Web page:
Here's an irony: in the same month that it becomes clear that educational funding will be diverted from arts and sciences into the narrow curriculum embodied in the government's national standards policy, we can read a major report that doesn't merely criticise the British government's adventure down that path as damn it to hell.
National, and its minister, Anne Tolley, really had no grasp on the implications of its policy at the time it was promised – and, to judge by the way it was whisked through under urgency late last year, had no intention of being troubled by evidence. I made it clear here at the time that I was troubled by the fact that such a major change to New Zealand's educational system could be introduced without debate. And now it's here.
Tolley's whining that schools would have complained just as loudly had she not diverted funding into support for the standards policy is as irksome as it is ridiculous. Lady, it's your policy, not some act of god.
The British system is not the same as ours, and the Cambridge review covers only primary education – but it finds against nearly everything our impending standards system embodies or implies: school "league tables", a narrow 3Rs curriculum and the bypassing of researchers and educators themselves for political reasons.
In a week when significant changes to the ACC scheme have also been set in motion more on the basis of ideology than evidence, we would to well to contemplate where that kind of behaviour tends to get us.
Phew. After that, I'm happy to say that my boys and I will this weekend embark on an educational activity of quite a different stripe. Yes, it's Armageddon Expo time, and I for one am very glad that the expo has moved to the Auckland Showgrounds. It outgrew the Aotea Centre years ago, and if the suburban streets of Greenlane won't be the friendliest place for cosplayers, the event itself will be easier to stay at for longer.
But how long do you reckon we'll have to stand in line to get Seth Green's autograph?
Last night's Media7 is available on demand from TVNZ. It kicked off with a discussion of the coverage of the Crafar Farms story (where it was particularly useful to hear from Waikato Times editor Bryce Johns) and moved on to an enjoyable look at this year's top conspiracy theories.
I feel a bit remiss in putting Mikey on the spot with respect to one of his friends -- Jonathan Eisen -- without putting similar questions to Vicki Hyde with respect to one of her friends, Skeptics co-founder Denis Dutton. No, I am not saying Dutton is the same as Eisen. But hear me out.
Dutton is essentially a conspiracy theorist on climate change. He imagines that the ideas he finds most politically congenial are marginalised because they are suppressed by the IPCC, governments, etc – and not simply because, in the view of the majority of expert opinion, they lack merit. And, like an intelligent design enthusiast, he has created a website for the "debate" which centres on the depiction of a false equivalence between the ideas he favours and the view of all major expert bodies. It's classic behaviour. And, I think warrants calling when we're bagging the crazy people.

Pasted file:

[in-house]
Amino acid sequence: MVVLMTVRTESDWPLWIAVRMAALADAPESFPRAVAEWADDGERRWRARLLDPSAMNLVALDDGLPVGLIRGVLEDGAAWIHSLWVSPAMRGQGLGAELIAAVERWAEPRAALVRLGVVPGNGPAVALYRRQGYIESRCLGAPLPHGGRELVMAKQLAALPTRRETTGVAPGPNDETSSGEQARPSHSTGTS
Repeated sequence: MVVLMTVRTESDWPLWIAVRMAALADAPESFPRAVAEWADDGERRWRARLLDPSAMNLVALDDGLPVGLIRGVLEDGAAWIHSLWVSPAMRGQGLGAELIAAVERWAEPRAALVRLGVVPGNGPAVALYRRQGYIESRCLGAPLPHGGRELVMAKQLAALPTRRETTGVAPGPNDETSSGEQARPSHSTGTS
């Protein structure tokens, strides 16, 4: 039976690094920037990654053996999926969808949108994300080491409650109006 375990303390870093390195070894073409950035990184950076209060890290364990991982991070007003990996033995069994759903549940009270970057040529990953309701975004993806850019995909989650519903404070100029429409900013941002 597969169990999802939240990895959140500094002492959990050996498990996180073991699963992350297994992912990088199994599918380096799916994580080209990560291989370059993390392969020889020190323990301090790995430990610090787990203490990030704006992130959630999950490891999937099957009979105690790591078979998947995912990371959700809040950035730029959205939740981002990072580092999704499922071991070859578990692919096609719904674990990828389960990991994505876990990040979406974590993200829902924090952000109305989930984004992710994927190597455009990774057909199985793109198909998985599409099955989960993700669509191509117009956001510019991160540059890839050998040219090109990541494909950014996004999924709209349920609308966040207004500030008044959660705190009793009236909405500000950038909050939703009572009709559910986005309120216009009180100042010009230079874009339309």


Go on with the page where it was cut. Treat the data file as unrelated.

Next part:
I went along to the launch of the second series of The Jacqui Brown Diaries on Monday, and it looks like it's going to be fun. There's fighting and stuff blowing up all over the place. And there's Media7! Yes, in episode 7, I interview Jacqui's character and ask what happened to the role model she used to be. It was a lot of fun to do.
Anyway, the show kicks off on TV3 tonight at 9.30pm, before 7 Days.
This has turned up in comments, but I think it deserves highlighting again. Communities do not get any safer together than this:
And Paul Henry interviewed Sergeant Guy Baldwin himself on Breakfast this morning.
The inaugural Auckland Laneway Festival lineup looks pretty good, with more to come in December: Echo and the Bunnymen and a reformed 3Ds for John Campbell; and N.A.S.A., The Xx and Florence and the Machine for the indie kids.
If you haven't heard the Xx's remix of Florence and the Machine's cover of Candi Staton's 'You Got The Love', you really should. It's gorgeous. The song itself has a href="http://en.wikipedia.org/wiki/You_Got_the_Love" target="_blank">an intriguing history.
Meanwhile, you can probably write down The Pogues for the next Big Day Out reveal …
And finally, some giving away:
The next LATE at the Museum, on 5 November, looks like a cracker: David Kilgour and Sam Hunt performing together, with SJD and various other artists playing in the galleries. The panel discussion is looking at the human migration to NZ. I have 10 double passes to give away for the evening. Click "Reply" and email me with "LATE" in the subject line.
And I have two copies of the Fly My Pretties CD/DVD A Story to give away too. Click Reply and email me with "Fly My Pretties" in the subject line.